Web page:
Mayor’s sugar drink ban impractical

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America’s obesity crisis demands our full attention. This epidemic is affecting our way of life, making us less healthy and less productive. The good news is that we have the power to make a real difference in the years ahead. By working together — communities, nonprofits, business and government — we can solve this crisis by empowering New Yorkers and other Americans to make balanced and healthier lifestyle choices.

Unfortunately, the recent proposal by Mayor Michael Bloomberg and the city Department of Health to ban the sale of sugar-sweetened beverages more than 16 ounces fails to advance this public prerogative. It does not educate people on the need for balanced nutrition and physical activity.

Too many of us spend our days sitting at desks, watching TV and driving cars. According to studies by the U.S. Centers for Disease Control and Prevention, every night young people spend an average of three hours watching TV and another three playing video games or on a computer.

This at a time when the city has cut physical education in schools, defunded after-school programs and limited access to public parks.

Our efforts should be targeted at addressing this issue through continuous public education campaigns and community programs that encourage physical activity and a balanced diet. Empowering individuals to make the right choices for themselves and their families is the game changer.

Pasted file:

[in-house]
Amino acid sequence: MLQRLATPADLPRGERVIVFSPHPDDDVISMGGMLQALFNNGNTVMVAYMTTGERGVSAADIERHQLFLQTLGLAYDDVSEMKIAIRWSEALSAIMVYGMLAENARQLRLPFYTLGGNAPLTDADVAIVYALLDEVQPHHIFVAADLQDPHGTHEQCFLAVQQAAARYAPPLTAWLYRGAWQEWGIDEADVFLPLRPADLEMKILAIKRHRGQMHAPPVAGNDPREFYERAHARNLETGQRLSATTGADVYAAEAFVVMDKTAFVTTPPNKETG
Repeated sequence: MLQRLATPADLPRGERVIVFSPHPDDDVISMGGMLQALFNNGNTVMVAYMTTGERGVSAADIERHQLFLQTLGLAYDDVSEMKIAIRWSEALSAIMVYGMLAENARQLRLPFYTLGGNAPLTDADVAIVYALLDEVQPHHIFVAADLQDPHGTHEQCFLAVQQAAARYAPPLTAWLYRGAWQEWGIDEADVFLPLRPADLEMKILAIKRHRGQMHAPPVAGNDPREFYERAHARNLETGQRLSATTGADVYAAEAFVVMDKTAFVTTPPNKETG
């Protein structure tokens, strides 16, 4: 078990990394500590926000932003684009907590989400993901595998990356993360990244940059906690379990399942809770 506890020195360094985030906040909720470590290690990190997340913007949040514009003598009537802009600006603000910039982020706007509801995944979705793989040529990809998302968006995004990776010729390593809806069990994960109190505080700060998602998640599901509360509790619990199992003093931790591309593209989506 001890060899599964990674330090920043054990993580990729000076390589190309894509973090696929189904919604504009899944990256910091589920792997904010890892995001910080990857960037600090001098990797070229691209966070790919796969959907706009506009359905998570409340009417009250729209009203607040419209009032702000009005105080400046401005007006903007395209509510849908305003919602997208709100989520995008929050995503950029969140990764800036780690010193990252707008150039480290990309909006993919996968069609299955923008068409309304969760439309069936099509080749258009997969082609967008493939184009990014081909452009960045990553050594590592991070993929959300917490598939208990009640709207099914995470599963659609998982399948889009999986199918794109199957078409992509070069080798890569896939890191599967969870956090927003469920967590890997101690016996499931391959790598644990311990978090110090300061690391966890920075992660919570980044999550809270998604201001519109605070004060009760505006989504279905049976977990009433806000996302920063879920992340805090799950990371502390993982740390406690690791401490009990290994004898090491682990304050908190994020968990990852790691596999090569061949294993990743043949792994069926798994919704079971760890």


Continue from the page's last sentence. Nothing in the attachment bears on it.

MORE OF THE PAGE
You cannot legislate personal food choices, but you can help stimulate public awareness. By engaging in public and private partnerships and investing in citywide programs, we can educate everyone about what they need to do to achieve health and wellness during their lives.

Jose Calderon

Interim President

Hispanic Federation


Updated 1:51 pm, July 3, 2012
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Reader feedback

Sandra Zinka from Queens says:
I think the older Bloomberg gets the closer is senility is seen.

Bloomberg is wrong and he knows it. It is illegal to try to regulation what consumers can or cannot purchase.

Bloomberg need to promote education, show examples of what can happen on those big add screens throughout the city, instead of advertising garbage. Advertise the dangers on shows that children watches.

Bloomberg do the right thing.
Promote education, Use the power of advertising on billboards, Show children fighting obesity with the help of parents who are willing to show others the dangers that sugar drinks can cause if taken in excess.

Bloomberg do the right thing. put your money where your mouth is.
July 18, 2012, 11:16 am
sam from Queens says:
Promote education:

Bloomberg can put money to good use by advertising the effects of excess sugar drinks on those big billboards in time square and on highways.

Bloomberg can promote commercials that promotes sugar drinks working with companies to show the effect it has on kids obesity.

Bloomberg should be proactive examples that kids can see. Such as a day in Central Park that promotes the well being of children. A Children's day where children can talk to each other about obesity.
July 18, 2012, 11:26 am

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